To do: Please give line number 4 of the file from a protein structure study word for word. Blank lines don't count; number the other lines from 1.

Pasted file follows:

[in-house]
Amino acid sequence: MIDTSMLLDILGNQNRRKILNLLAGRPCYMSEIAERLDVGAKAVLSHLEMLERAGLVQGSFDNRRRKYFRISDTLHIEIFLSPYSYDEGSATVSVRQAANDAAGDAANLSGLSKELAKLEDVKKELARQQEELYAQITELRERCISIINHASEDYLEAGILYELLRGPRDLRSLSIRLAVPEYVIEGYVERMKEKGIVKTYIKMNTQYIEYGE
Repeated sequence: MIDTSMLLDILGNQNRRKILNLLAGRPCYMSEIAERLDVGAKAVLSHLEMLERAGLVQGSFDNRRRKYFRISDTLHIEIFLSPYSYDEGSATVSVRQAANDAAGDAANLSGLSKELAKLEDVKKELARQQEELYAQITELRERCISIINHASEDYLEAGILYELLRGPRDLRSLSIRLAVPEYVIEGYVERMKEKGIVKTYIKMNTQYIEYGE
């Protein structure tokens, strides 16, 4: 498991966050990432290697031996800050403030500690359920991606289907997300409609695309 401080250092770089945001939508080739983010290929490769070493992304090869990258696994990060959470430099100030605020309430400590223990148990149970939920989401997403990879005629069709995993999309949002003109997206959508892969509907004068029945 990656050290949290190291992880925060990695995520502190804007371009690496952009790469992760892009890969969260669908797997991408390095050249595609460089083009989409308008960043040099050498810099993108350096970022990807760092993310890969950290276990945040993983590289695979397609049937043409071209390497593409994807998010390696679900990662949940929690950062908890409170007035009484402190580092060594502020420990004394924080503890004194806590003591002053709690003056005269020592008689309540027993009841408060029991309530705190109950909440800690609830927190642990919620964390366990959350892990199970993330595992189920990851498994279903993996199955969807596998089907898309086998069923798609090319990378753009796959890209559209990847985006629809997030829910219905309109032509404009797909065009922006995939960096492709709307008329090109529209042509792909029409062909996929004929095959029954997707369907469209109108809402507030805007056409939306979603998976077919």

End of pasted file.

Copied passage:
């Protein structure tokens, strides 16, 4: 498991966050990432290697031996800050403030500690359920991606289907997300409609695309 401080250092770089945001939508080739983010290929490769070493992304090869990258696994990060959470430099100030605020309430400590223990148990149970939920989401997403990879005629069709995993999309949002003109997206959508892969509907004068029945 990656050290949290190291992880925060990695995520502190804007371009690496952009790469992760892009890969969260669908797997991408390095050249595609460089083009989409308008960043040099050498810099993108350096970022990807760092993310890969950290276990945040993983590289695979397609049937043409071209390497593409994807998010390696679900990662949940929690950062908890409170007035009484402190580092060594502020420990004394924080503890004194806590003591002053709690003056005269020592008689309540027993009841408060029991309530705190109950909440800690609830927190642990919620964390366990959350892990199970993330595992189920990851498994279903993996199955969807596998089907898309086998069923798609090319990378753009796959890209559209990847985006629809997030829910219905309109032509404009797909065009922006995939960096492709709307008329090109529209042509792909029409062909996929004929095959029954997707369907469209109108809402507030805007056409939306979603998976077919």